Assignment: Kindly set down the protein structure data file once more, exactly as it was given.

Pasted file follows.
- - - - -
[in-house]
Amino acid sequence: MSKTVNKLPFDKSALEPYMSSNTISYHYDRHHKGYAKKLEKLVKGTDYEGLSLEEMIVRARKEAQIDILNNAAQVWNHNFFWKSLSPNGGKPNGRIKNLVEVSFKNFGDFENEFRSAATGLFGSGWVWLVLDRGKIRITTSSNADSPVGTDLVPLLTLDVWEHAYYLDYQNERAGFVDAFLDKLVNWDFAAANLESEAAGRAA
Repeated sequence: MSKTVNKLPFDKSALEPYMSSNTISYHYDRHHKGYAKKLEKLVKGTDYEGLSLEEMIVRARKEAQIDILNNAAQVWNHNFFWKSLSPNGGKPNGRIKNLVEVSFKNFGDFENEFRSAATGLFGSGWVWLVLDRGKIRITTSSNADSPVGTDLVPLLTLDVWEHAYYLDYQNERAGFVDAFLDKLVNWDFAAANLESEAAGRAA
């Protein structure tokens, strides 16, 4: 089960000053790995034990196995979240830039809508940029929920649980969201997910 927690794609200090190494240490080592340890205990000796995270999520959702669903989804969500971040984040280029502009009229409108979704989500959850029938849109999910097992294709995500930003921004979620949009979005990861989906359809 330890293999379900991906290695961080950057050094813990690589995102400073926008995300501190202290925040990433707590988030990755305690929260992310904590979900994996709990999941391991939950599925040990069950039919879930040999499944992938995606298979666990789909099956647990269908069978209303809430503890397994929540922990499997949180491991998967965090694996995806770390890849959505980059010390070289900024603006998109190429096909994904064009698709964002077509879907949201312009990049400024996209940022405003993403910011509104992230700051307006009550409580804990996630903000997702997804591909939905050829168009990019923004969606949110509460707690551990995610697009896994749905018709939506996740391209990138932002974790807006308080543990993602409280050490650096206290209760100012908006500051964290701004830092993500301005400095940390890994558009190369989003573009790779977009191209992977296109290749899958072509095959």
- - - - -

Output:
[in-house]
Amino acid sequence: MSKTVNKLPFDKSALEPYMSSNTISYHYDRHHKGYAKKLEKLVKGTDYEGLSLEEMIVRARKEAQIDILNNAAQVWNHNFFWKSLSPNGGKPNGRIKNLVEVSFKNFGDFENEFRSAATGLFGSGWVWLVLDRGKIRITTSSNADSPVGTDLVPLLTLDVWEHAYYLDYQNERAGFVDAFLDKLVNWDFAAANLESEAAGRAA
Repeated sequence: MSKTVNKLPFDKSALEPYMSSNTISYHYDRHHKGYAKKLEKLVKGTDYEGLSLEEMIVRARKEAQIDILNNAAQVWNHNFFWKSLSPNGGKPNGRIKNLVEVSFKNFGDFENEFRSAATGLFGSGWVWLVLDRGKIRITTSSNADSPVGTDLVPLLTLDVWEHAYYLDYQNERAGFVDAFLDKLVNWDFAAANLESEAAGRAA
């Protein structure tokens, strides 16, 4: 089960000053790995034990196995979240830039809508940029929920649980969201997910 927690794609200090190494240490080592340890205990000796995270999520959702669903989804969500971040984040280029502009009229409108979704989500959850029938849109999910097992294709995500930003921004979620949009979005990861989906359809 330890293999379900991906290695961080950057050094813990690589995102400073926008995300501190202290925040990433707590988030990755305690929260992310904590979900994996709990999941391991939950599925040990069950039919879930040999499944992938995606298979666990789909099956647990269908069978209303809430503890397994929540922990499997949180491991998967965090694996995806770390890849959505980059010390070289900024603006998109190429096909994904064009698709964002077509879907949201312009990049400024996209940022405003993403910011509104992230700051307006009550409580804990996630903000997702997804591909939905050829168009990019923004969606949110509460707690551990995610697009896994749905018709939506996740391209990138932002974790807006308080543990993602409280050490650096206290209760100012908006500051964290701004830092993500301005400095940390890994558009190369989003573009790779977009191209992977296109290749899958072509095959």